After trying various approaches, my breakfasts are today mostly Paleo-inspred meals. Actually, I don’t want to say that I’m following this or that diet; I want to be sure my breakfast to be made of real foods.
Most mornings, I eat after my morning walk or workout, and that happens around 1.5-2 hours after waking up. I don’t eat immediately because I’m following a specific diet or because I want to avoid eating during certain hours or keep a “window” when I’m not eating. I’m eating a few hours from waking up because that’s when I get hungry.
My Typical Breakfast
There are a few things that I want to be sure my breakfast has:
- Protein and fats.
- Real foods.
I do have a smoothie with a scoop of protein powder here and there as my breakfast or as a part of my breakfast, so that’s a small exception to my real food requirement. But even if I have that, there are still veggies and protein in it.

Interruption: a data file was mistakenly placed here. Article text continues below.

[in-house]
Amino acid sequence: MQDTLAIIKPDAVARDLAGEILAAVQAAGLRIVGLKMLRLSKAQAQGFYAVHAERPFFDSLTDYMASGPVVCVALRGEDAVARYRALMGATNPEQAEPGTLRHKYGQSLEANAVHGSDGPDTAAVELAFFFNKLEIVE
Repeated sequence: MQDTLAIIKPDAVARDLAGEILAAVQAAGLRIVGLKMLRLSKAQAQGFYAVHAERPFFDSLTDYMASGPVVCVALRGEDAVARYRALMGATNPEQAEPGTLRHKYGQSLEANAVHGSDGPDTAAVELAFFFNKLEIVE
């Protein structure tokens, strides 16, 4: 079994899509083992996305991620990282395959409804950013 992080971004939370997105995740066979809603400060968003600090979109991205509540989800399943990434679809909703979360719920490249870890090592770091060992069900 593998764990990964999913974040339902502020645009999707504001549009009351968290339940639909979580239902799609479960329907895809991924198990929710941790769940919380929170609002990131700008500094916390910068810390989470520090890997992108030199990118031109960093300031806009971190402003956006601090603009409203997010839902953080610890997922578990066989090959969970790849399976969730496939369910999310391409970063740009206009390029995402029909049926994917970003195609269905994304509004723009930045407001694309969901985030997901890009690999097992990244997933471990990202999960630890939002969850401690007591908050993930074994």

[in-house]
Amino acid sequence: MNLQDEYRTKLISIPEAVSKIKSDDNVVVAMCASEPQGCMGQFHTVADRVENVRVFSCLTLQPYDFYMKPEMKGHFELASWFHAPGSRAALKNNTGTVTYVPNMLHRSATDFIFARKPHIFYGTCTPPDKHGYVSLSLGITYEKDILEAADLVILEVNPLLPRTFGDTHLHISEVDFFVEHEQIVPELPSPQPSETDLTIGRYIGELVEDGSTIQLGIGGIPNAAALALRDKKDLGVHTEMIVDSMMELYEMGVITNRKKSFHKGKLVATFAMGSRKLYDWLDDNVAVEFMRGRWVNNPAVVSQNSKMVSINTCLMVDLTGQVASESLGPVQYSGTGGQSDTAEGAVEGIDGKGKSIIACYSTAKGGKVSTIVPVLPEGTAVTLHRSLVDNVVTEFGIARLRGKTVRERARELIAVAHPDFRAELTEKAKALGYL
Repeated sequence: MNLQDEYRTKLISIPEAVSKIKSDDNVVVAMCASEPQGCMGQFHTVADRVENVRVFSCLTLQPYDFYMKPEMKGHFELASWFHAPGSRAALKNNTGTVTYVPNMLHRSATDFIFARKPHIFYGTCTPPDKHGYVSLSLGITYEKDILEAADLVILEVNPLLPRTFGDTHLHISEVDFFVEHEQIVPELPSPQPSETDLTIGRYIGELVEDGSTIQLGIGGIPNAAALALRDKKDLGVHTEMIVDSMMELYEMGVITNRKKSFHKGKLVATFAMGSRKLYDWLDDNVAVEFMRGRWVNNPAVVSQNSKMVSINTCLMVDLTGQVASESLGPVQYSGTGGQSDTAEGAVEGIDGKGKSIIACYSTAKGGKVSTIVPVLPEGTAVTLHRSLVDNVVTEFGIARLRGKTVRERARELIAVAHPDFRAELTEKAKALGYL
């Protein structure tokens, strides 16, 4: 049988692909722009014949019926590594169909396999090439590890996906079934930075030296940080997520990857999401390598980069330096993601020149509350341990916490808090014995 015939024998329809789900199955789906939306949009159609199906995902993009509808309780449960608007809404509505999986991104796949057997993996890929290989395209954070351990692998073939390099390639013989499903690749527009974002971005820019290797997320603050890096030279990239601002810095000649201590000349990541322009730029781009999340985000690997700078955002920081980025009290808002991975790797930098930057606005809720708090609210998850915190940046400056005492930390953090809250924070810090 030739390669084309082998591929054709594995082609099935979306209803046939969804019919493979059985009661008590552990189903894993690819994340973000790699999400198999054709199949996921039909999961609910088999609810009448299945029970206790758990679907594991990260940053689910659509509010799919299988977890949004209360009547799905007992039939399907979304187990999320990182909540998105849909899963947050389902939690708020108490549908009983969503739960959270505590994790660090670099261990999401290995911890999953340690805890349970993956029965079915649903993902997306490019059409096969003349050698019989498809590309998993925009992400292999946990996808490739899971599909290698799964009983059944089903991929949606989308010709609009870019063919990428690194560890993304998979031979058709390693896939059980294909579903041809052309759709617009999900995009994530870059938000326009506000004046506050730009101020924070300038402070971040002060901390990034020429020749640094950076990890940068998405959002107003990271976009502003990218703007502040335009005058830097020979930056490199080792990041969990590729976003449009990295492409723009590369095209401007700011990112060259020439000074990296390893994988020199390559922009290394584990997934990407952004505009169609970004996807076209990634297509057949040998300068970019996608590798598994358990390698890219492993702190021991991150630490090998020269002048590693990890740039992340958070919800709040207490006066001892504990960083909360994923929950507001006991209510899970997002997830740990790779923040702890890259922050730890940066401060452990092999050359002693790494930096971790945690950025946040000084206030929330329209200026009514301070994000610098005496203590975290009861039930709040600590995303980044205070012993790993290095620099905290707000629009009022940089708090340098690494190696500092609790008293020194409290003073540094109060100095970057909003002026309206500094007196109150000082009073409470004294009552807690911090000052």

I often use leftovers from last night’s dinner in my breakfast. Here’s an example of what I typically have:
- A cup of greens: sauteed spinach, leftover salad or roasted veggies from dinner.
- Two eggs – pretty much every day!
- Source of protein. That could be something from last night, like in this picture: slices of roasted chicken. It could also be ground beef. I no longer avoid sausages, bacon etc but I buy the ones that are good quality.
- Source of fat. I love my avocados!
- Occasionally, a slice of toast. I really like Dave’s Killer bread. That and avocado=perfection.
- Occasionally, a piece of fruit.
This is just an example of what I eat for breakfast, but don’t take it as the only right way.
There are no right or wrong, good or bad foods, there are foods that work for some and others that work for other people. The same is true for timing your breakfast. You may need to eat as soon as you get up, but if you feel hungry two hours after getting up, that’s when you should eat.
I don’t like restrictions, because I know what they cause in a longer run. That’s why I no longer say that I will never eat one or another food, or that eating something is wrong. I keep in mind that in order to feel good, I need to have protein and fat with my breakfast and most of the time, eat real food.
What do you have for breakfast?